[Interview]Pastor seeks re-migrant center for needy: Non-existence of gov't agency is “nonsense”
[Interview]Pastor seeks re-migrant center for needy: Non-existence of gov't agency is “nonsense”
  • Kyoum Hur
  • 승인 2015.04.03 15:36
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▲ Pastor Kwon Tae-il poses for a photograph at Sa-rang-bat church in Incheon.(Photo by Kyoum Hur)
  “It is nonsense that there are no free remigrant organizations funded by the government despite the existence of over seven million Korean compatriots throughout the world.”

  “There are so many overseas Koreans whose illnesses are not taken care of. Everyday they are struggling with severe poverty and hunger,” Pastor Kwon Tae-il said in an interview with The Overseas Koreans Newspaper at “Sa-rang-bat” church in Bupyeong-gu, Incheon.

  The number of overseas Koreans has exceeded seven-point-two million for the first time last October. Korean nationals abroad are playing a critical role as a bridge between Korea and the nations where they reside and work.

  While ethnic Koreans' role is being expanded on the global stage, Some, however, have been placed in a dead zone in terms of the standard for minimum living cost. It is estimated that over 100,000 Korean nationals get in trouble all over the world.

  Illegal and undocumented immigrants among them are banned from the public health care unless they paid into a private health insurance. Not to mention the fact they don‘t have private health cover, they wouldn’t dream of going back to hometown due to lack of money.

  Pastor Kwon was stirred by the news that such people were abandoned by community and also shocked that some of them sleep on the streets, inside underpasses with newspaper.

  “Homelessness is one of the greatest challenges facing overseas Korean community,” he said, noting that Some often starve and freeze to death in a foreign country where they once dreamed of becoming successful life.

  Rev. Kwon, the founder of the twenty-nine-year-old Sa-rang-bat Community, has dedicated himself to saving the lives of alienated overseas Koreans. His motive for befriending them was “God”'s will. He has been striving for sharing God's love with people in the worst part of overseas Korean community.

  His fate was overturned in 1989, when Kwon met a homeless woman, whose face had been severely disfigured by fire after she with epilepsy suddenly fell her face down to the furnace.

  She was unfortunately deserted by her husband and made desperate efforts to find a job in order to survive but to no avail. she was forced to rely on begging an overpass near Chungmuro.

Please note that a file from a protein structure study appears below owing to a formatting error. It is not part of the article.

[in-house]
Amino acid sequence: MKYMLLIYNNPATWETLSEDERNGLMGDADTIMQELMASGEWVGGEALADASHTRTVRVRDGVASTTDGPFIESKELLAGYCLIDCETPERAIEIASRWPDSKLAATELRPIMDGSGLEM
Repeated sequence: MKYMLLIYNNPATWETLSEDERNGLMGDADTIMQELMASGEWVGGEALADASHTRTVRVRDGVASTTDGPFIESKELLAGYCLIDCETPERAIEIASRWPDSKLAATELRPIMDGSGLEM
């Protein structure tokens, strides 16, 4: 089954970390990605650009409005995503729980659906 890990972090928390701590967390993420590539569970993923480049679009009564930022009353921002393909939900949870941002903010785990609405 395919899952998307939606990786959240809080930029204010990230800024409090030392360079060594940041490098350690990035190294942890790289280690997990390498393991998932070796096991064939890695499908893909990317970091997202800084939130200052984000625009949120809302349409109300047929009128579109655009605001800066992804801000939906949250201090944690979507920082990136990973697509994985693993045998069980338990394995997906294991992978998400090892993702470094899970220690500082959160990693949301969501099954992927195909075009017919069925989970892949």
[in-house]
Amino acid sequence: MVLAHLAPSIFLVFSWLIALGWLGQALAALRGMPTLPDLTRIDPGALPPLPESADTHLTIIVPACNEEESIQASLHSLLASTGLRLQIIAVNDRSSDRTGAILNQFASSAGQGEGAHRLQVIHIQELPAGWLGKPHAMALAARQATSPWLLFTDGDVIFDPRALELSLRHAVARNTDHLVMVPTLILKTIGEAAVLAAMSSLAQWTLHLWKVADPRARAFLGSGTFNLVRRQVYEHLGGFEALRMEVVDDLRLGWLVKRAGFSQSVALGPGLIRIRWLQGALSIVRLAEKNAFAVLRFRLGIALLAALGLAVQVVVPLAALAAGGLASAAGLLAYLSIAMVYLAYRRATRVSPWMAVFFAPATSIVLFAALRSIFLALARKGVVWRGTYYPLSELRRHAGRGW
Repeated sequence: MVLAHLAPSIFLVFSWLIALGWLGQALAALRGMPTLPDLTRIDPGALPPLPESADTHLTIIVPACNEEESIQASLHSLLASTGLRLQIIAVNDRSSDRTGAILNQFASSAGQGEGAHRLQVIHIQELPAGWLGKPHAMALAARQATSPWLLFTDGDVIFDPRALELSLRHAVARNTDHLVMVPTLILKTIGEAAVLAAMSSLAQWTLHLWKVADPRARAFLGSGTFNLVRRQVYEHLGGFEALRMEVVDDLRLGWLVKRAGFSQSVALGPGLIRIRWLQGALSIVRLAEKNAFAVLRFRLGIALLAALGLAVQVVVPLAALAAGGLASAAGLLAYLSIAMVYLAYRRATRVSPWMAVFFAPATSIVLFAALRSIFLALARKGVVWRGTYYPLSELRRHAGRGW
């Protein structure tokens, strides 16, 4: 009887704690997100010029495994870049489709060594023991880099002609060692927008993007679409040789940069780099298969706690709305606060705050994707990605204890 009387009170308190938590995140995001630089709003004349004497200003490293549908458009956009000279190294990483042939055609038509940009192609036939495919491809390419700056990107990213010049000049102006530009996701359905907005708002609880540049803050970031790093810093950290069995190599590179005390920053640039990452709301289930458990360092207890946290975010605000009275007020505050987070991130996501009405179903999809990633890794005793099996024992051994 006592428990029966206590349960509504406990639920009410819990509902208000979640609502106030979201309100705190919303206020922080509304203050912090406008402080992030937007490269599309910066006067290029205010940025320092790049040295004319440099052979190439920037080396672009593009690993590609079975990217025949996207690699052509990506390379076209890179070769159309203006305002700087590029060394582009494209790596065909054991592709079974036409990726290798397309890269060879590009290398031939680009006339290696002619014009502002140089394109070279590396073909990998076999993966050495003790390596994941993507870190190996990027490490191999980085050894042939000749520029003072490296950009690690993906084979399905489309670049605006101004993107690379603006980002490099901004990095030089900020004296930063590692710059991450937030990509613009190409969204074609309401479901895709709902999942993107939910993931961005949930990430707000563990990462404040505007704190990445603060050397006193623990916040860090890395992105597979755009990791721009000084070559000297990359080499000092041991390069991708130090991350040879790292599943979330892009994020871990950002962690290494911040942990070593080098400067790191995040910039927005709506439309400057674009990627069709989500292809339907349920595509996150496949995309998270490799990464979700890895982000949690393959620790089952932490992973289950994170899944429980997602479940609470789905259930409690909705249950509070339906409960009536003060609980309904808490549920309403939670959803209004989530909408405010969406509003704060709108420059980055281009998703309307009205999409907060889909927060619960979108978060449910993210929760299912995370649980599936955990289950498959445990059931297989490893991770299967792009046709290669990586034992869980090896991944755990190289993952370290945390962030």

Kwon, then a sales person, came to take the woman and her two children to his house for newlyweds. This experience led him to continue to bring homeless to home in spite of his extremely meager income.

  “It seemed like I was addicted to charity work,” he recalled. He built a community shelter near his house and continued to focuse his evangelical activities on community services such as aid activities for the poor and disabled.

  However, it did not take long for the pastor to realize that he had too little money to treat the homeless in a cramped home, and he started to collect donations to operate the shelter for the needy.

  When the family members kept getting bigger, he finally decided to quit his sales job and began concentrating on the Sa-rang-bat Community in Bupyeong-gu slum area.

  Sa-rang-bat church has recently transplanted their sharing community to the poorest neighborhood in Beijing, China, where Korean alcohol or drug addicts living. It is the first time Protestant Christianity has initiated such a systematic effort in its entire history.

  Through donations received mostly from domestic individuals and groups, Sa-rang-bat shelter has sent nearly 40 Korean nationals living in metro Beijing back to Seoul while at the same time cooperating with World share. 

From their modest shelter, they are not only feeding the deserted, but they are also providing them flight tickets. All of these services are free of charge.

  The pastor of the “Sa-rang-bat,” which literally means “(unwatered) farm filled with love,” will intensify collaboration in all divisions of domestic and overseas Korean communities.

  Meanwhile, Rescue service for overseas Koreans was officially launched on April 3 at Sa-rang-bat community hall in Bupyeong.

▲ Pastor Kwon delivers a speech at the founding ceremony in Bupyeong on April 3.(Photo by Kim Young-ki)
  The service will be jointly led by Rev. Kwon Tae-il and Kim Seong-hak, vice president of the Koean society of Beijing, who is now a deacon at the church in China.

  Also attending the founding ceremony were former lawmaker Yoo Jay-kun, and about 100 members. All participants expressed complete support for the rescue plan to help the needy.

  At the ceremony, Pastor Kwon, the key operator of the newly-formed rescue service, said that they will further establish its affiliated shelters extensively around the world, including the United States, Asia, Africa, Australia, Europe, the Middle East and the South America. 

  “We tend to focus on the mega success stories outside Korea. On the contrary, a large number of the poorest residents are struggling with their reality without any local friends or relatives. I am hoping to people sharing their love for the needy especially in this time of the global economic downturn.” 

  For more information on Pastor Kwon and “Sa-rang-bat” Church, please call 032-502-7770, Rescue service for overseas Koreans, call 02-2612-4400. 

  By Kyoum Hur    khur@dongponews.net